Hansen: So point two on evangelistic effectiveness says that the gospel produces people who do not disdain those who disagree with them. But, Erik, I sure see a lot of people who talk a lot about the gospel and really seem to hate people, especially people who disagree with them about politics. What does that do for our evangelistic effectiveness?
Raymond: Yeah, I definitely don’t think it helps, right? Evangelism is hard enough as it is without adding any extra unnecessary impediments to it. I think about the Lord Jesus when he was asked about matters of the law and he summarized it. He said, “You need to love God and love your neighbor.” Right? So if one mark of being a Christian is to love other people, I have a hard time seeing how we can obey the teachings of Christ while conducting ourselves in a manner that seems to be, by reasonable people’s standards, hatred, right? So if you’re thinking about politics, I just don’t know. I’m confused why people spend our limited relational capital on this area. Right? I mean, why are we using up the limited supply of capital on the conversations to fight about politics with people or even to be characterized with hatred in that area? I mean, as a Christian, I don’t want politics or those other issues to be the things that I find my identity in and I don’t want people to be confused that that’s where I find my identity and it’s not my ultimate purpose here, right? If one’s political engagements or discussions undermine the gospel, then I think it’s wise to reevaluate why we’re interacting and how we’re interacting. So I think if it’s hindering gospel effectiveness, I think it’s wise to take another look at it.
Hansen: We’re also encouraged in this section of our theological vision for ministry to, “Winsomely address people’s hopes and aspirations with Christ and his saving work.” Now, I think we could probably both identify some ways that might masquerade as winsomeness, but not actually is. We’re not talking here about hiding what we believe, or being ashamed of what we believe, or changing what we believe. So what does it mean to be winsome in evangelism?
Raymond: Right. So, I mean, if we’re just thinking definition winsome being attractive or appealing with it, so I mean, where… I think we back up and we say, “Look, the gospel itself is good news, but it’s also offensive before it becomes good news for the one who is gonna believe it.” So, I mean, we’re telling people that we’re imperfect. We’re basically spiritual failures. We need a savior. And we’re in a mess and you’re in a mess by your own making and you can’t get out of it. I mean, how humbling is that? That is offensive, but it doesn’t mean that we as evangelists need to be offensive. I mean, it’s been said many times the gospel is offensive. We don’t have to be offensive ourselves. We can present the gospel in a way that’s faithful and winsome. So I think one of the ways we do that is by listening to people as we’re talking with them. So often, it’s like we gotta get through our checklist and we’re just gonna run through our main gospel points, our alliterations, our outlines, or just kind of do the data dump on somebody with the gospel. And then when we do that, we’re oftentimes not even listening to what they’re saying.
If we’re listening to people, you know, we can hear how they might be particularly hungry and how the counterfeit gods, so to speak, have not satisfied them. We could find out where they’re hurting and feeling guilt and shame from sin and bad choices and just going through the world as it is. And so, we can faithfully, and I think, winsomely, press upon the particular areas where the gospel might apply in a particular way. And so, by listening and hearing people in their pain and their hurt and then maybe even restating things back and asking questions and then applying the gospel and showing how Christ is the ultimate answer, I mean, it’s not in any way to edit the gospel like you’re saying. I mean, that that’s not what I’m advocating at all, but rather, just to listen and hear where people might be broken and show them how the gospel actually makes people new through the Lord Jesus Christ.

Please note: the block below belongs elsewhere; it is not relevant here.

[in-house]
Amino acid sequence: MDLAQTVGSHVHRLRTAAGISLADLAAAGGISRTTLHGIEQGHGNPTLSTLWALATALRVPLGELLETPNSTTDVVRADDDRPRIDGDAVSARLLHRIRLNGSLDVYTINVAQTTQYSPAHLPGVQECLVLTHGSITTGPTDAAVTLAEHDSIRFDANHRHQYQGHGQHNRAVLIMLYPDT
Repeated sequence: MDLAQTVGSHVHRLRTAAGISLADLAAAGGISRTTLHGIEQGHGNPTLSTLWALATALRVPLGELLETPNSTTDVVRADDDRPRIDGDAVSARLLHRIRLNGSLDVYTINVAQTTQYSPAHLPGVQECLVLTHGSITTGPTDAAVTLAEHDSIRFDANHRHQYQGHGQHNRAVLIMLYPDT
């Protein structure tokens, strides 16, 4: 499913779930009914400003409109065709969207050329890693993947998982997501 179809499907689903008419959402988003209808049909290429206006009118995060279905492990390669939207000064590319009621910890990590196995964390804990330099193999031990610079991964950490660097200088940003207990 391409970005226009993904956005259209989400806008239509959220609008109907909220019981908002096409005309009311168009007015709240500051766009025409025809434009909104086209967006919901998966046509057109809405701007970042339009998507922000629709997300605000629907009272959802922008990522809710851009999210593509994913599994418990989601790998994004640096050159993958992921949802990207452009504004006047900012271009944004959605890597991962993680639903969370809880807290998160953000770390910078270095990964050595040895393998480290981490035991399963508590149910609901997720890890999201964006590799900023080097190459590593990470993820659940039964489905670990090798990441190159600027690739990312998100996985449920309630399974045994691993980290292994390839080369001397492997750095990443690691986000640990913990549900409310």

Hansen: Test-drive something on you, Erik, okay? I just thought about this, you tell me if it works or if it’s accurate. We know that there’s bad news before there’s good news. Maybe part of what we’re talking about here is it’s often difficult to start to convince somebody that they are bad, at least in places like where you are, people who are upwardly mobile, people who have been taught a lot of self-esteem, it’s a bit difficult to come at them with the whole, “You’re a sinner” angle. Now, it’s true and you’ve got to get there because, without that, there’s no repentance. But maybe a way of saying is that we start with their bad news and then take them to the gospel from there as opposed to starting with the bad news of them being sinners. Is that possible? Is that wrong? Like I said, I’m just test-driving this.
Raymond: No, I don’t think it’s wrong. I mean, anytime you’re listening to somebody and you’re able to pinpoint on those issues, I mean, if you’ve gotten to the place where somebody’s communicating on past failures, or present brokenness, or shattered dreams, and talking through that and being able to make that connection, I mean, it’s incredibly valuable. I mean, everybody’s experiencing the effects of sin and the curse. We don’t speak in those terms, oftentimes, but to be able to make that connection and show it to a bigger picture, I think that’s invaluable. I mean, and Paul’s doing, some of that in Acts 17, right? He’s listening to the people, he’s observing the temple, he’s observing the worship, and he is hearing the chatter, and he just enters right into that and he sees the brokenness and he sees the weak spot. He presses on it and graciously and faithfully. Now, you might say winsomely, and makes it attractive.